(NEXSTAR) — One day and a massive celebration leads up to the big race and brings fans close to their favorite drivers.
Welcome to Carb Day.
It’s a day when fans show off their spirit and while celebrating IndyCar’s biggest weekend.
“Oh, it’s definitely a party,” said race fan Josh Mason. “We’re up there having a great time enjoying some adult beverages.”
It takes a lot of help to pull off such an event without a hitch. Like the fans, many safety patrollers, also known as “yellow shirts,” return each year.
This is a job some take seriously so fans can enjoy the greatest party in racing.
To make it go off, Indianapolis Motor Speedway relies on those in yellow, some giving blasts of encouragement with whistles. However, it’s important to note that not all sounds are the same.
Richard Loniewski, also known as “the whistle man,” is one of these workers in yellow. Around his neck is just some of his collection of over one hundred whistles.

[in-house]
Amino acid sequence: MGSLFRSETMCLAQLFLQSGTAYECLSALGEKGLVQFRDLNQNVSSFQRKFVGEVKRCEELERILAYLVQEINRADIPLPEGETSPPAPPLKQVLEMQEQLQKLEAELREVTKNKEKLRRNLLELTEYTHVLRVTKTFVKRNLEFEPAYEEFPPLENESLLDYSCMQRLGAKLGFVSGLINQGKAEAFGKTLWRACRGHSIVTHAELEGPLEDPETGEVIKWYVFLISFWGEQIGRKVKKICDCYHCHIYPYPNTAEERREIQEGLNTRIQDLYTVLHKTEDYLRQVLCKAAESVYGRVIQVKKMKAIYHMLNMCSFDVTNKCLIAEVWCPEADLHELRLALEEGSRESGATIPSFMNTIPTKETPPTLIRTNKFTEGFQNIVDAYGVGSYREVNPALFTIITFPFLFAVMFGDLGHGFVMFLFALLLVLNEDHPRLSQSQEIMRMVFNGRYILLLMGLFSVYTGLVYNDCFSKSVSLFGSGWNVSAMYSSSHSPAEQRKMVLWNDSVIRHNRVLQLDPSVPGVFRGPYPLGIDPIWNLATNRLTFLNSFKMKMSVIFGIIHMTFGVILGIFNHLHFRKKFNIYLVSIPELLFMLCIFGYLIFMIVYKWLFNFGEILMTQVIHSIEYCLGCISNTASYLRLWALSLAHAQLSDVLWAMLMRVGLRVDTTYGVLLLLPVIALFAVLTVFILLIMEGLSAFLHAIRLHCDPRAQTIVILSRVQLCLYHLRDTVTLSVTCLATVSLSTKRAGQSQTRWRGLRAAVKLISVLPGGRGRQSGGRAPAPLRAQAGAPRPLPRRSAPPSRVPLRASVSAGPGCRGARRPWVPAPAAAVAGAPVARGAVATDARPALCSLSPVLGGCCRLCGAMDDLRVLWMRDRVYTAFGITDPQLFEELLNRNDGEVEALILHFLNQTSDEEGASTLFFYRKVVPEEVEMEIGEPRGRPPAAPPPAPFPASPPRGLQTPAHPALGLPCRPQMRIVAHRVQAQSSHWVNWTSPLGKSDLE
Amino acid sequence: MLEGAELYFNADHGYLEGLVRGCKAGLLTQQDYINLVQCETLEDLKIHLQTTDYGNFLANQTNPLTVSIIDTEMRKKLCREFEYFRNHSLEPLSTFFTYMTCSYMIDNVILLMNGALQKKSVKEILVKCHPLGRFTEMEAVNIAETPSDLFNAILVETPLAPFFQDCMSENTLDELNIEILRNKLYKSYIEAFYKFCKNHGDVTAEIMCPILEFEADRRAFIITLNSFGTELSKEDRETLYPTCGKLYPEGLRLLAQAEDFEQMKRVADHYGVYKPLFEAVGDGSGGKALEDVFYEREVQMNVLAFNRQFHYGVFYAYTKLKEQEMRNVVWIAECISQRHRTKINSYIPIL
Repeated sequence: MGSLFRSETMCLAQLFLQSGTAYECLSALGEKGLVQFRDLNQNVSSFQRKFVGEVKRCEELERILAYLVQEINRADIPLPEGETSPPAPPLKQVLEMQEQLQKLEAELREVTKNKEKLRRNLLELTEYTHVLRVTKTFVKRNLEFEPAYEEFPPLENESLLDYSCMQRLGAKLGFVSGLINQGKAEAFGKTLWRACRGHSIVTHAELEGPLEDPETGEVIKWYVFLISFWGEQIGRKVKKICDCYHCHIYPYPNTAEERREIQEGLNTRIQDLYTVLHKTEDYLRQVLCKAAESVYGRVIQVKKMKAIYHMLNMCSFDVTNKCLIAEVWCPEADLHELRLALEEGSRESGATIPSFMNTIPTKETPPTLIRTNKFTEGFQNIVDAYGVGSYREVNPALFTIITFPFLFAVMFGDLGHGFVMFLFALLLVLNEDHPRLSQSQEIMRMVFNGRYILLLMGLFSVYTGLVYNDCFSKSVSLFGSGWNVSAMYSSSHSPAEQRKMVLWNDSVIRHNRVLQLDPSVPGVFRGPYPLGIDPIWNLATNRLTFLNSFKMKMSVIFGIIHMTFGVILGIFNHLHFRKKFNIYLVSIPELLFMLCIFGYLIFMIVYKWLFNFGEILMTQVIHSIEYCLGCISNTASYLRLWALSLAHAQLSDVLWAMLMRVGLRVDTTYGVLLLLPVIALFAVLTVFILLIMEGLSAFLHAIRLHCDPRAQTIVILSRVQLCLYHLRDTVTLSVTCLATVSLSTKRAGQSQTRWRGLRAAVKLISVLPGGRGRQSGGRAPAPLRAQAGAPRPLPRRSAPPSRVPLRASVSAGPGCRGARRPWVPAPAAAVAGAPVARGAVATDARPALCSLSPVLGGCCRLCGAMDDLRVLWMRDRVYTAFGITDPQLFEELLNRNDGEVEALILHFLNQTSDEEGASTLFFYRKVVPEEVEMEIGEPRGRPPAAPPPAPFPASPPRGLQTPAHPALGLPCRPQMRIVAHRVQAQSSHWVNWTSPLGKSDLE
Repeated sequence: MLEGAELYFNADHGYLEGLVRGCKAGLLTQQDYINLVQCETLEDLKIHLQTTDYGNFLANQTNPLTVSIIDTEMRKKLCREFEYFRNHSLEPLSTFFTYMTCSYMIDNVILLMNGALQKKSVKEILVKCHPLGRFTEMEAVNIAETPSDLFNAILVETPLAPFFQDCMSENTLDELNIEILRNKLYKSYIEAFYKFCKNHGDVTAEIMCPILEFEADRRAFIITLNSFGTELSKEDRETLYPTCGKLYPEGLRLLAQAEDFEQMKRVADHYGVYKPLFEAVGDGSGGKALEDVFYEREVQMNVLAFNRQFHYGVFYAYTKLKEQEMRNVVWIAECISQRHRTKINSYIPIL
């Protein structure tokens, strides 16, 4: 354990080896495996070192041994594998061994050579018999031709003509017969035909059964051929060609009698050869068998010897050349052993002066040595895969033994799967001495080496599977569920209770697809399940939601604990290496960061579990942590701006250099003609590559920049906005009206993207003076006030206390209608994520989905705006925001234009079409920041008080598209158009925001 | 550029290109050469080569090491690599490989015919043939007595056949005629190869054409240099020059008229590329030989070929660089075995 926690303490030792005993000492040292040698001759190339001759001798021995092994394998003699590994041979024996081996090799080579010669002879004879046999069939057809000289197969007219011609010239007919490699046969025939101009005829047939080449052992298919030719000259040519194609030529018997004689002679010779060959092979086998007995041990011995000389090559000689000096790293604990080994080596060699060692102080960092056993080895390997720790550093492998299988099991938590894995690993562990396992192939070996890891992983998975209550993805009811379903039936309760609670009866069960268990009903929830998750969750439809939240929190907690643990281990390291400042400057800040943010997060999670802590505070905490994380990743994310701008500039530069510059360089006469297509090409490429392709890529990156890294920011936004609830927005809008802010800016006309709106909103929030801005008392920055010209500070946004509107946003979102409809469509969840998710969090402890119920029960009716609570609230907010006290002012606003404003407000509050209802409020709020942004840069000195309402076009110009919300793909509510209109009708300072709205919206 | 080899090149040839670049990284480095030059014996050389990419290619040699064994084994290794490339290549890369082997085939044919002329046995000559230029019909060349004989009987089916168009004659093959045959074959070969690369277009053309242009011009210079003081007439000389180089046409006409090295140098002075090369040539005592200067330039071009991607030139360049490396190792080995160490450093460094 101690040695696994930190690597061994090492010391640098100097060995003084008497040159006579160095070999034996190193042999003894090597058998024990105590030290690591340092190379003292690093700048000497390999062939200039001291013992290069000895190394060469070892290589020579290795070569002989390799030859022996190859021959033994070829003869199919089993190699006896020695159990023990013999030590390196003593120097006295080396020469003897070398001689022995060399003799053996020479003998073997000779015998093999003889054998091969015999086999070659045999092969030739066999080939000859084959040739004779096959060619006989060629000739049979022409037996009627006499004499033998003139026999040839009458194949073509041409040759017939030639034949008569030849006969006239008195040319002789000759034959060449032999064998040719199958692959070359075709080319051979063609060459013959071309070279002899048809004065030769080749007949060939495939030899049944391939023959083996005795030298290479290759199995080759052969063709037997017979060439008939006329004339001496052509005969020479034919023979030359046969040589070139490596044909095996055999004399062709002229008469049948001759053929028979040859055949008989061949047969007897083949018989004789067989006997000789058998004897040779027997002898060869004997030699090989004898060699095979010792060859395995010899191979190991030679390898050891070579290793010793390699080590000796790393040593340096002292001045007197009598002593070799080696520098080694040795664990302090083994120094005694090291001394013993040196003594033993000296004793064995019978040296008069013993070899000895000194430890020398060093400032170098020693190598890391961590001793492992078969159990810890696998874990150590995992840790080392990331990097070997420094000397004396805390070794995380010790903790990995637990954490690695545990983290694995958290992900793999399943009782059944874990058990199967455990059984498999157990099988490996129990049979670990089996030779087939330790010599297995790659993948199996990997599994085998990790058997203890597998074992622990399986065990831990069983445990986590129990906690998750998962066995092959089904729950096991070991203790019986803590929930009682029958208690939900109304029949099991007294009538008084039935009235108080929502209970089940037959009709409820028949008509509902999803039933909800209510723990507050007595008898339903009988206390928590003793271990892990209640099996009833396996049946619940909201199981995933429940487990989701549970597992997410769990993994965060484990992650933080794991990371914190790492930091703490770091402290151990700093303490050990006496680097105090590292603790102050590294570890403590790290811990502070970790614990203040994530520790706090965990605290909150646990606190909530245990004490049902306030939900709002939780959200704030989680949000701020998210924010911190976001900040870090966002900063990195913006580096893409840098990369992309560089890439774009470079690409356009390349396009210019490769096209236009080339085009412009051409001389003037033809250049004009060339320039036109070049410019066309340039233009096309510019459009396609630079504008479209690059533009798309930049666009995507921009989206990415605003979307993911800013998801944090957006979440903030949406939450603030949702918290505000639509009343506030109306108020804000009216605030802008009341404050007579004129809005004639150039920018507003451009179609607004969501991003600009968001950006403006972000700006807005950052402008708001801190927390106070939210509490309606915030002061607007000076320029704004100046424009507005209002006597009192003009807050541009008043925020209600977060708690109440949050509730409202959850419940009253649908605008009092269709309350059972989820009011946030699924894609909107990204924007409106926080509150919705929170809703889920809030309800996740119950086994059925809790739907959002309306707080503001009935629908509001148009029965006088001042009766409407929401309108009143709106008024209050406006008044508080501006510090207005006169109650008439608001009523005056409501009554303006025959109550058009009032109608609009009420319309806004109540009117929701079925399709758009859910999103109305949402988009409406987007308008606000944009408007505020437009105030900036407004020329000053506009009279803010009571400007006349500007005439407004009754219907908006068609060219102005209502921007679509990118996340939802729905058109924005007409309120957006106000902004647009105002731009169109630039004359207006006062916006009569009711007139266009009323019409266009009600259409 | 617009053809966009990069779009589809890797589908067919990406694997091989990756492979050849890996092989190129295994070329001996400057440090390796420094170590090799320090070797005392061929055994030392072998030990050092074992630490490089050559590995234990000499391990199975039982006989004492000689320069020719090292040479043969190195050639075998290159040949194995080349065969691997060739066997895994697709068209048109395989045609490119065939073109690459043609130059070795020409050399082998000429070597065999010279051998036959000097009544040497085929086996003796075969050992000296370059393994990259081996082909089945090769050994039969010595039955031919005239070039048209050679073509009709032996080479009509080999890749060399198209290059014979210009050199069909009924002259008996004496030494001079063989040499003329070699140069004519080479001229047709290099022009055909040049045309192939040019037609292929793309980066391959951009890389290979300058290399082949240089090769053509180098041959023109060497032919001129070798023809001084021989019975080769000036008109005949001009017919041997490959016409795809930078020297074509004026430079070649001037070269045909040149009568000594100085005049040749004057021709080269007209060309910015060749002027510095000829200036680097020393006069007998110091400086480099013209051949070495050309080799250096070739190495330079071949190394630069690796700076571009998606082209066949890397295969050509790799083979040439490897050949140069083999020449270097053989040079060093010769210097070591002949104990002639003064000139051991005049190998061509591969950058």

“This comes from Peru. It’s a China whistle,” said Loniewski showing off one of his newer whistles.
Loniewski explains his massive collection is necessary to handle the traffic.
“They fill up with saliva quite a bit. You have to keep switching until one drains out,” he said.
Each year, Loniewski keeps coming back. Not because of the amount of whistles, but the ways he’s found out how to use them.
“Those sharp blasts usually get the attention of the people,” he stated.
While he may produce more than a hundred sounds, each of Loniewski’s whistles serves a purpose.
“They all mean the same thing: Get out of the way,” said Loniewski.
Although the sounds of the whistles may get to your head, Loniewski enjoys getting away from home. Although, he’s not sure which option is quieter.
“I get away from home and have to listen to these people down here. I don’t know what’s worse, my wife, or the people,” joked Loniewski.
In all, two thousand safety patrolers will work at the Indianapolis Motor Speedway this month. All of them are paid, working nearly nine thousand total shifts.
They’ll continue to be busy over the next couple of days. Once the concert wraps Friday night, there’s another on Saturday. Then of course, the Indy 500 takes place Sunday.